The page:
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#Docker: copy files and folders between a container and the local filesystem

Container technology lead to a dramatic shift in computing paradigms and it is exceptionally useful in contexts where platform independence and reproducibility are important factors. This is the case for example in Machine Learning and AI applications. Containers are at the base of ML platforms such as Michelangelo (Uber), Bighead (Airbnb), Databricks, Domino, etc.

So now you are happily running your stuff in containers and tinkering around, when you need to pull out a file from one of them for e.g., check the output of an algorithm is correct, or you need to paste a directory containing a new shiny hand-made dataset to quickly test. If this was a linux machine you could just use scp command and call it a day, so you will be glad docker now offers its own cp-like command.

So for example let’s say we want to copy the file output.txt that is saved in the home of a running container to our desktop for some analysis. We grub the container id using docker ps command (in these examples b0e70cca9782) and we issue the following command:

#docker cp b0e70cca9782:/home/output.txt ~/Desktop

Likewise, if we have a directory containing test images and we want to copy it in the home directory of the container to test our algorithm further we can do:

#docker cp ~/Desktop/images b0e70cca9782:/home/

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#Python : debugging your python processes with GDB

PyCharm is an awesome IDE, and its debugger is a massively useful tool to help in code development.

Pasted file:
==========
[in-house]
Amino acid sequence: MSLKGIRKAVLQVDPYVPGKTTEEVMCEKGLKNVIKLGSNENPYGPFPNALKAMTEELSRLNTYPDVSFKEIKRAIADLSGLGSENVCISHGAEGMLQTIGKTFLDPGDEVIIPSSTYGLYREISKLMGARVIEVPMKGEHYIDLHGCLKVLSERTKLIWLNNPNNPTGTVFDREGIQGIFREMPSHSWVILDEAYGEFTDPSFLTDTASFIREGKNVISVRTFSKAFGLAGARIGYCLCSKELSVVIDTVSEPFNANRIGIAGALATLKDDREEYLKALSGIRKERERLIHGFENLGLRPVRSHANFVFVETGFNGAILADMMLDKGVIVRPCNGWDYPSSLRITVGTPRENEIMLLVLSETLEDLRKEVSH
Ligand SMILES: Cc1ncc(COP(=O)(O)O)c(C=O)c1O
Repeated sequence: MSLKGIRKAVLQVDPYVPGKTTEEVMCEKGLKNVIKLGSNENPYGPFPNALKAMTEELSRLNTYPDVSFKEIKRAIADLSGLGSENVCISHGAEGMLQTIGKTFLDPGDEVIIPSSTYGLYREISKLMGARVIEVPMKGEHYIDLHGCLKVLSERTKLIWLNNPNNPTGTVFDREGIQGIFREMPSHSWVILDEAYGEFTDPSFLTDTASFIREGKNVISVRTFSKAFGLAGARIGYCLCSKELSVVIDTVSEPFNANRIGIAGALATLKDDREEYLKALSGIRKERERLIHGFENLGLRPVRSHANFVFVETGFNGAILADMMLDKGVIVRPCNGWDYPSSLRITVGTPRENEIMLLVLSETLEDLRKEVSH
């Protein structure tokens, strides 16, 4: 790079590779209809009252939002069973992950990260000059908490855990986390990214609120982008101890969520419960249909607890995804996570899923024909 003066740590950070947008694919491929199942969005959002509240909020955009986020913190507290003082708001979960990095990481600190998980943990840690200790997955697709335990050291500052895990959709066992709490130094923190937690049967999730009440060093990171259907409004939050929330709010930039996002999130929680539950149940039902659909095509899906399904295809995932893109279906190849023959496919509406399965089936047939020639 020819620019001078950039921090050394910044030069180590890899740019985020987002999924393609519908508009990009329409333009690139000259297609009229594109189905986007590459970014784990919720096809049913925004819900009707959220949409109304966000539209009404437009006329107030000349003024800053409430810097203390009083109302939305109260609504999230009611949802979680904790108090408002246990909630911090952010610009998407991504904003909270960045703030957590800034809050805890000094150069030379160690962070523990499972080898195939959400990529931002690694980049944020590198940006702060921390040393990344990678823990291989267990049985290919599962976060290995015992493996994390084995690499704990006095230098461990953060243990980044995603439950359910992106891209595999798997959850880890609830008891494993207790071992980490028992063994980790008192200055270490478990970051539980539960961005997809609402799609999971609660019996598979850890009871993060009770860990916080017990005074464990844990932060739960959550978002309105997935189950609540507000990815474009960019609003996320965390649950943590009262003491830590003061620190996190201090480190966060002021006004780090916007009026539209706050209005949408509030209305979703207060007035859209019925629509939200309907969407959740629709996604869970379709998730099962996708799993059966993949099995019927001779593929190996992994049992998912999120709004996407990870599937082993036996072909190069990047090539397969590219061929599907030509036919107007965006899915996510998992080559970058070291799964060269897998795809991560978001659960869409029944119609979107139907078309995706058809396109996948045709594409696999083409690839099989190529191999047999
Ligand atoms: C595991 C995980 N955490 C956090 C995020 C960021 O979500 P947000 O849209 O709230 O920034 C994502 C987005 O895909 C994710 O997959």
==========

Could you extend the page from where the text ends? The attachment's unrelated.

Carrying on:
However, there are instances where the bug express itself only at runtime in conditions that are hard to reproduce on the developer machine or where traces are not available. Example of these types of bugs that are difficult to debug from within Python are:

  • segfaults (not uncaught Python exceptions)
  • hung processes (in cases where you can’t get a Python traceback or debug with pdb)
  • out of control daemon processes
  • python processes running in a Docker container in a production environment

In these cases, you can try gdb.

Let’s take the case of your python process running in a Docker container. You can get a shell into the container and install a couple of packages (e.g., for Ubuntu Linux):

#apt-get install gdb python2.7-dbg

Now you are ready to debug your process either interactively

#gdb python
...
(gdb) run [program name].py [arguments]

or automatically:

#gdb -ex r --args python [program name].py

If the process is already running (which will be the case if in production and the bug did not cause the process to terminate):

#gdb python [pid of process]

 

Happy debugging! 😎

 

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